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Miriam Finds PEACE

The decade of the ’90s was difficult in Algeria. The cancelled electionsin 1992 and resultant clashes between private and political representatives made life hard—even deadly for the Kabyle minority that was often targeted. In the midst of these trying times, I was often troubled by fear—for myself, for my brothers, for my friends. In an effort to find hope, I began to pray, but not as before; this time I prayed to Jesus, for protection and comfort, just like the man in the film I had recently seen.

Words that Comforted

Life in Algeria was frightening for me, and my entire family was feelingthe effects of the hardship causedby the political turmoil. The firstfamily member to “escape” was my uncle, who, in 1992, left Algeria forFrance with the intention of applyingfor asylum as a political refugee.With his departure from the house,I had access to his bedroom where Idiscovered a treasure trove of books,one in particular—the Bible! Amazedand thrilled by my discovery of theChristian scriptures, I began to readthem with wonder and expectation.What a coincidence, I thought, thatthe very same year I had become thefirst in my family to get serious aboutinvestigating the teachings of Islam,and to begin practicing the prayerritual common to the faith, I had alsofound a Bible!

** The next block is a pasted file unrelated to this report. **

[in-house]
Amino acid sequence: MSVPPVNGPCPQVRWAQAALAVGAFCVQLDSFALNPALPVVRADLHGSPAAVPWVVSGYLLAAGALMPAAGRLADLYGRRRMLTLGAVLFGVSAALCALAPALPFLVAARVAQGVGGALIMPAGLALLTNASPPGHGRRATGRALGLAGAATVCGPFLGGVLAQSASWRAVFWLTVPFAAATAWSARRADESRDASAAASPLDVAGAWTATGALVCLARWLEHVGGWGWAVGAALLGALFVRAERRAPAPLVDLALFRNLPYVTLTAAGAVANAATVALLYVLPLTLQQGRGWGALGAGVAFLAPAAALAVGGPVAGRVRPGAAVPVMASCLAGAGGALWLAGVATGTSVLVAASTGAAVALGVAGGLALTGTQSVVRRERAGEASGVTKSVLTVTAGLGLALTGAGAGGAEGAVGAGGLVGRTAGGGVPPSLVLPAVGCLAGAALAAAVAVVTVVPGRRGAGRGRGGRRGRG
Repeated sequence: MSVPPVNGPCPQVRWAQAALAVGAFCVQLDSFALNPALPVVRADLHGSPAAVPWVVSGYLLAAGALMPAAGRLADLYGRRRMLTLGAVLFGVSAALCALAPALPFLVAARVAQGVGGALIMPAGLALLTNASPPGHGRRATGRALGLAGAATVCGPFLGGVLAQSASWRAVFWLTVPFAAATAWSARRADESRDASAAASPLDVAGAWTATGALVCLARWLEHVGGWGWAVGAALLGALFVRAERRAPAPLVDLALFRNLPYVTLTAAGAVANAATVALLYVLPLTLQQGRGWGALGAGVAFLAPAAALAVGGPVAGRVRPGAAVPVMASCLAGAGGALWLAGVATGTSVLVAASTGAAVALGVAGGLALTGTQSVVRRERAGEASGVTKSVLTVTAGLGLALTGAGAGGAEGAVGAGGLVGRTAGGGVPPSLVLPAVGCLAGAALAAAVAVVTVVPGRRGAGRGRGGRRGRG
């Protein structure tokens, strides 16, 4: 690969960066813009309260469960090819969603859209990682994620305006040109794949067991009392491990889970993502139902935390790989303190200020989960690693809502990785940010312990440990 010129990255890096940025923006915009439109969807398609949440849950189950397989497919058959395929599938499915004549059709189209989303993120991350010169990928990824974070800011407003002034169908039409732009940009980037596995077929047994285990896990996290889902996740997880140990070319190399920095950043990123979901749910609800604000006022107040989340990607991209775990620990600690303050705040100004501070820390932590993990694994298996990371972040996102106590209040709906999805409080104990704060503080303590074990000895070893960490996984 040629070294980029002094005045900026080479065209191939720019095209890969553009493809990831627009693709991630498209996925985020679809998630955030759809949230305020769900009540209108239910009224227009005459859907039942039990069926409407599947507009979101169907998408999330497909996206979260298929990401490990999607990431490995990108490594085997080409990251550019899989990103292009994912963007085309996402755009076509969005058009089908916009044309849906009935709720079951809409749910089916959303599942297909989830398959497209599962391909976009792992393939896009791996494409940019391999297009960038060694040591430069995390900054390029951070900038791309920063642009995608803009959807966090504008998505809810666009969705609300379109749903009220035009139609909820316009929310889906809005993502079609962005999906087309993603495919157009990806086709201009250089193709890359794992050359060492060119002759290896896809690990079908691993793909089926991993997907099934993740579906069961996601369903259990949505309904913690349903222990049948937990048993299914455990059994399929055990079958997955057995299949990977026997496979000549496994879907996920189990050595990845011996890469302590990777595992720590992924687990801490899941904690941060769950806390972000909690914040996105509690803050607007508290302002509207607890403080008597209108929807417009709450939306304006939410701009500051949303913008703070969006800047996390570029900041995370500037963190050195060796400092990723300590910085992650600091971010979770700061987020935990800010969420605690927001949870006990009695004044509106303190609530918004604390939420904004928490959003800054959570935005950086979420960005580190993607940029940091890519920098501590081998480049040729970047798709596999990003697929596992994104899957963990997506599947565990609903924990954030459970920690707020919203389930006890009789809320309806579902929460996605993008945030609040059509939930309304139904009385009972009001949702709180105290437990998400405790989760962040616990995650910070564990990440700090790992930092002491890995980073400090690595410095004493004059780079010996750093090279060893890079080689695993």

I began reading first in the book of Genesis, but quickly got bogged-downin the unfamiliar stories. So I skippedto other parts of the Bible hoping tofind something more interesting. SoonI discovered the Psalms and Proverbs.The more I read of these, the more I felt a connection to their message. Over the following months, amidst the turmoil that raged in Algeria, and especially in the Kabyle region, I turned time and again to the words of the Psalms for comfort.

Words that Burned in My Heart

A year later, in 1993, my grandfather left for France to undergo an operation. While he was in the hospital, someone gave him a copy of the Jesus film in his native tongue—Kabyle. Overjoyed to finally have a copy of a film in his mother tongue—and as far as he knew, the ONLY film in Kabyle at the time, my grandfather longed to return to Algeria to show it to us all. As soon as his hospital stay was over, grandfather returned to Algeria with the film, excited by the possibility of showing it to the whole family. I still remember the day shortly after grandfather’s return when I along with all my brothers and sisters and cousins piled into grandfather’s bedroom to watch the Jesus film on the only videocassette player in the home.